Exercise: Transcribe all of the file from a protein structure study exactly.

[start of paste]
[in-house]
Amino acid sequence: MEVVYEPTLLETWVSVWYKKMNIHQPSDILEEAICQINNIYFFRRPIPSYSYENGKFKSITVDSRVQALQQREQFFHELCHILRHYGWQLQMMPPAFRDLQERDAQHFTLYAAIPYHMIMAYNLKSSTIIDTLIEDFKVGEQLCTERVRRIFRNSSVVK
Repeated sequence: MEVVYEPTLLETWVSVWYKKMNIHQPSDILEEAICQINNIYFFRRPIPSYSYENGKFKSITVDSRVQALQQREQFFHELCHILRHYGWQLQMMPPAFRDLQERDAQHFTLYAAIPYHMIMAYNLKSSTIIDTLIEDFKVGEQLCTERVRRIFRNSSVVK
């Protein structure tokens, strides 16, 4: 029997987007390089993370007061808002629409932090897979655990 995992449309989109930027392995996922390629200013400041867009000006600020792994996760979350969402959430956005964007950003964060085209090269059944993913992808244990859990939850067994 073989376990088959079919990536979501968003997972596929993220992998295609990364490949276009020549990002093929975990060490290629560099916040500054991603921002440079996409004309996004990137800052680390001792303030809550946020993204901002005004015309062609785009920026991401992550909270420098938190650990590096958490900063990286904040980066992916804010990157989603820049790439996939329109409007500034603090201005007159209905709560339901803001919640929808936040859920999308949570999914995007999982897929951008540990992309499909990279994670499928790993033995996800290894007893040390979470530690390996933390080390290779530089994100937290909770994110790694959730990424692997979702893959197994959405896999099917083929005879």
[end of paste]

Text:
[in-house]
Amino acid sequence: MEVVYEPTLLETWVSVWYKKMNIHQPSDILEEAICQINNIYFFRRPIPSYSYENGKFKSITVDSRVQALQQREQFFHELCHILRHYGWQLQMMPPAFRDLQERDAQHFTLYAAIPYHMIMAYNLKSSTIIDTLIEDFKVGEQLCTERVRRIFRNSSVVK
Repeated sequence: MEVVYEPTLLETWVSVWYKKMNIHQPSDILEEAICQINNIYFFRRPIPSYSYENGKFKSITVDSRVQALQQREQFFHELCHILRHYGWQLQMMPPAFRDLQERDAQHFTLYAAIPYHMIMAYNLKSSTIIDTLIEDFKVGEQLCTERVRRIFRNSSVVK
């Protein structure tokens, strides 16, 4: 029997987007390089993370007061808002629409932090897979655990 995992449309989109930027392995996922390629200013400041867009000006600020792994996760979350969402959430956005964007950003964060085209090269059944993913992808244990859990939850067994 073989376990088959079919990536979501968003997972596929993220992998295609990364490949276009020549990002093929975990060490290629560099916040500054991603921002440079996409004309996004990137800052680390001792303030809550946020993204901002005004015309062609785009920026991401992550909270420098938190650990590096958490900063990286904040980066992916804010990157989603820049790439996939329109409007500034603090201005007159209905709560339901803001919640929808936040859920999308949570999914995007999982897929951008540990992309499909990279994670499928790993033995996800290894007893040390979470530690390996933390080390290779530089994100937290909770994110790694959730990424692997979702893959197994959405896999099917083929005879």